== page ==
Our world is broken. Don’t let it break you.

Freedom Preacher

Our world is broken. Don’t let it break you.

How many ways can I say it? We struggle with a built-in conflict. Our economies are based on division of labor, exchanges, and specialization of skills. Yet our societies are conflict-driven, exclusionary by design. As always, cui bono? Who benefits are those who wish to rule us for their own power and gain. It’s a tired old game – centuries, if not millennia – but it still works. And it still damages us.

From our smallest social unit, marriage and family, we learn to “forsake all others” and that “our kind are special.” We live in a world with billions of souls yet actual interaction with others is kept primarily to a tiny handful of “approved” others, those in what Stefan Molyneux calls the “Accidental Biological Cage,” otherwise known as the family.

After growing up in such a hermetically sealed environment, how on earth can people be expected to suddenly be good at interacting with new people? In spite of it all, most of us do figure it out, more or less. But the damage takes its toll.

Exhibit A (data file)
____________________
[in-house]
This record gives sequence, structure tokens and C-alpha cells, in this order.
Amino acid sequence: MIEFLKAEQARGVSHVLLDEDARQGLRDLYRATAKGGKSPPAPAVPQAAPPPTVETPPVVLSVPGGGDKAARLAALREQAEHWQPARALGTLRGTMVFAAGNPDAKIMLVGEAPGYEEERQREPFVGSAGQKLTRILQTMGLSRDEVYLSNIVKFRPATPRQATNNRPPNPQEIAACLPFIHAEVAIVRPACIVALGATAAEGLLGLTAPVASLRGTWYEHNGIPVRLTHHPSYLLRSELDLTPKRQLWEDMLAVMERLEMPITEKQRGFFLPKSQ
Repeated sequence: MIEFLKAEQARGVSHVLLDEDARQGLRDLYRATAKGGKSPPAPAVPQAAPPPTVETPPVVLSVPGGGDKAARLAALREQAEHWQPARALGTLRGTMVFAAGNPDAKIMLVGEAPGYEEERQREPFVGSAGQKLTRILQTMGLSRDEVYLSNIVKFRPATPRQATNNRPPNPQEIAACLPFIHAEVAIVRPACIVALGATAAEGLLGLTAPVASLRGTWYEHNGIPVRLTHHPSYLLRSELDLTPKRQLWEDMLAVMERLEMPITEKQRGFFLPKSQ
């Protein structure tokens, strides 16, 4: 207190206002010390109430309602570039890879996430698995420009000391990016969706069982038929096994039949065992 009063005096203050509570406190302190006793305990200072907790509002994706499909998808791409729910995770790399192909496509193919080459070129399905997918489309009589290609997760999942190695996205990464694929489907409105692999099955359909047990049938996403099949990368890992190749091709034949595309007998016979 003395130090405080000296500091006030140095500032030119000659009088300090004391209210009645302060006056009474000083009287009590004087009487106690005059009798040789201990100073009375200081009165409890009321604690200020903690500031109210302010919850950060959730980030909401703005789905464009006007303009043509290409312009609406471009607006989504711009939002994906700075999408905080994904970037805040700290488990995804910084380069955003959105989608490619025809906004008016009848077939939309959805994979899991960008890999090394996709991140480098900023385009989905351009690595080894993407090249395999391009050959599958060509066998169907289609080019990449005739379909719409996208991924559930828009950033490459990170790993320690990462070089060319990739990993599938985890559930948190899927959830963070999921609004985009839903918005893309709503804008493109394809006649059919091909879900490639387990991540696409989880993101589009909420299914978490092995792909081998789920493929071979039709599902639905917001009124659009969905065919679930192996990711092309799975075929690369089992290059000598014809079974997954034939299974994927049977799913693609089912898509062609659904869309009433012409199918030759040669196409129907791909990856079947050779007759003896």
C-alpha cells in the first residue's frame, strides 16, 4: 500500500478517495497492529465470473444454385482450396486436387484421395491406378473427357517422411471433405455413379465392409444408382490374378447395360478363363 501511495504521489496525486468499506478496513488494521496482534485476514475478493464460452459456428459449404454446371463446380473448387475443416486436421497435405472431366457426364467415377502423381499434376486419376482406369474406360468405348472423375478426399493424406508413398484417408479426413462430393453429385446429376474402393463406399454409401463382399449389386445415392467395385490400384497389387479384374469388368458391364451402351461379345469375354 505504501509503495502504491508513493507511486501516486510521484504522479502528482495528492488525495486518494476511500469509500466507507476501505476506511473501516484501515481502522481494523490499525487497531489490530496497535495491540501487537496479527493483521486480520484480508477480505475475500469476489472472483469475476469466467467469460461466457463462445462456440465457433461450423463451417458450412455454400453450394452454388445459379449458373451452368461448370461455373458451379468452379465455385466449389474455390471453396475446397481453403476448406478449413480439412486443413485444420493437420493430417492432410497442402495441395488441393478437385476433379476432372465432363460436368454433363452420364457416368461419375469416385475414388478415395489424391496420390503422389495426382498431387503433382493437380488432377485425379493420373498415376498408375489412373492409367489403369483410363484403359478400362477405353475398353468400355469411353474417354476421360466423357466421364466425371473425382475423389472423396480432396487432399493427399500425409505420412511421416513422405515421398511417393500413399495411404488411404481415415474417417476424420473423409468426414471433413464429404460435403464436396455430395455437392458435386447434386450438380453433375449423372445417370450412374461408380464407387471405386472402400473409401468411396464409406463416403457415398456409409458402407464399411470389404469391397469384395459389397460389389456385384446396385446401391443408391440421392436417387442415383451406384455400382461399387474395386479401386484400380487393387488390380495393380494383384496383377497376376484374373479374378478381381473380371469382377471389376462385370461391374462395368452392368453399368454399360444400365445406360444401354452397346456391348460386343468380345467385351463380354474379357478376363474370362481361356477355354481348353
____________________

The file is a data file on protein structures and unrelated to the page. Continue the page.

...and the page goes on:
Interactions take place because they have to. Once in a while they even work well and the organizations involved take on the “well-oiled machine” metaphor. But mostly they creak along, more heat than light in many cases. And let’s not forget about those armies of “specialists” pressed into service to keep our interaction-challenged society limping along: unions and lawyers, to name some of the obvious players.

Undoing the damage done at an international or global level is way beyond the scope of this article, to put it mildly. “World Peace” – right. I’m not holding my breath on that one.

But what about damage done to individuals, specifically, to their careers? Careers suffer for the same reason that nations do: we don’t know how to interact with each other. Companies make a great show of how much they care about their employees and their customers – and proceed to wipe out their employees’ retirement funds, create products that kill their customers, and cover up as much of this as possible. The unions and lawyers then feast on the remains.

All of this is part of the culture, more or less accepted, at least until people start shooting each other (which happens all too often at work; “Violence in the workplace” has become a topic in its own right). We laugh at Dilbert; Dave Barry writes about topics at today’s managers’ meeting: “Why is Employee Morale so Low?” and “How Can We Get Away with Paying Them Even Less?” Movies like “Office Space” achieve cult status, along with the famous red stapler, of course.

(I actually attended a mid-level management meeting very much like this in my “corporate” era. More on this later.)